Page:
U.S. Islamic leaders won’t try to formally excommunicate the Islamist Boko Haram group unless they can meet with its leadership to debate the religious legitimacy of its actions, a spokesman for a leading mosque told The Daily Caller.
“There is a great reluctance to excommunicate someone by extension. … It would be like convicting someone in absentia,” said Imam Johari Abdul-Malik, the spokesman for the “Home of the Migrants” mosque, or Dar Al Hijrah mosque, in Falls Church Va. If crimes have been committed, the Nigerian government should punish the individuals, he added.
On May 7, Abdul Malik led a group of Muslim advocates at a press conference at the National Press Club, where they denied that Islamic strictures are shaping Boko Haram’s years-long campaign of killing and kidnapping Christians.
“Islam is not the problem,” said Ahmed Bedier, a Florida-based Islamic advocate. “We’re tired of people coming on television and asking where does this ideology come from,” Bedier said. “Well, this ideology comes from nowhere,” he insisted.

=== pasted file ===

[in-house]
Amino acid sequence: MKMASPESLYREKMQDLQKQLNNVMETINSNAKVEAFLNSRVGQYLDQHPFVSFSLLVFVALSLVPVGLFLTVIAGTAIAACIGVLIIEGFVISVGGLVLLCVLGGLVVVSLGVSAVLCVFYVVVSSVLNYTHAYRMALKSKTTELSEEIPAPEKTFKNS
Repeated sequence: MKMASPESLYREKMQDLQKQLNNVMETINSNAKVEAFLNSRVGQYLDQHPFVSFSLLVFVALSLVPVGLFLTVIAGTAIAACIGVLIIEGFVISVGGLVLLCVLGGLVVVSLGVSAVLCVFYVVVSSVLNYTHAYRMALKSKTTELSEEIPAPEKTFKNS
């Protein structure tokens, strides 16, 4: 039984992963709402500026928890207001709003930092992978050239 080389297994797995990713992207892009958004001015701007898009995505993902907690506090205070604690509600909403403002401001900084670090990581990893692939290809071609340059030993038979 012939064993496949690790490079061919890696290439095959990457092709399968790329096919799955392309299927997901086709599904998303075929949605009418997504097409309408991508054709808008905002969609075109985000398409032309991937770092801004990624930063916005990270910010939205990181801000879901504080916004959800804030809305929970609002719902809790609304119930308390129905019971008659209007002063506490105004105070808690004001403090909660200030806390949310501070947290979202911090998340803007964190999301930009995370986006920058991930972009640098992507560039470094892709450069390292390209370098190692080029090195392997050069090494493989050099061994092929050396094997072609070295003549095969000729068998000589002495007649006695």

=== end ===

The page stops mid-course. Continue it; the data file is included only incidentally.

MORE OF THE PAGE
The Islamic leaders’ defensiveness was slammed by Rahil Raza, a Canadian Muslim who is working to modernize the faith.
Established Islamic leaders “have to look long and hard at the Sharia [Islamic law] that Boko Haram is using … [because] it is an ideology of violence,” said Raza, who is president of Muslims Facing Tomorrow, a Canadian Islamic group. “We’ve got to stop living in the past, stop living in the 7th and 8th centuries and start living in the 21st century,” she said.
At his May 7 event, Abdul-Malik urged Boko Haram to change its view of Islam, even as he declined to challenge its religious claims. “Groups like Boko Haram desire to take us back to a medieval … world where kidnapping of women and girls and enslavement and rape are acceptable,” he said.
However, Abdul-Malik didn’t promise any religious or political action by U.S. Islamic groups. When pressed May 9 by TheDC to cite Islamic texts that contradict Boko Haram’s Islamist arguments, Abdul-Malik quickly ended the phone call.
The May 7 meeting highlighted the political and P.R. nightmare facing U.S. Islamic groups as the mainstream media devotes hostile coverage to the April kidnapping of roughly 276 unguarded girls — reportedly all of whom were Christian — by the Nigerian-based Islamist group, informally called Boko Haram.
But even some media outlets that have given sympathetic coverage to the girls — plus White House and State Department officials —- have repeatedly tried to downplay the Islamist ideology that powers Boko Haram, and have instead suggested that the group’s members are merely rebels against corrupt government and poverty.
But those suggestions don’t explain why the group has killed thousands of Christian civilians, launched numerous bomb and suicide-bomb attacks against schools and churches, and has kidnapped more than 200 teenage girls for possible sale in slave markets.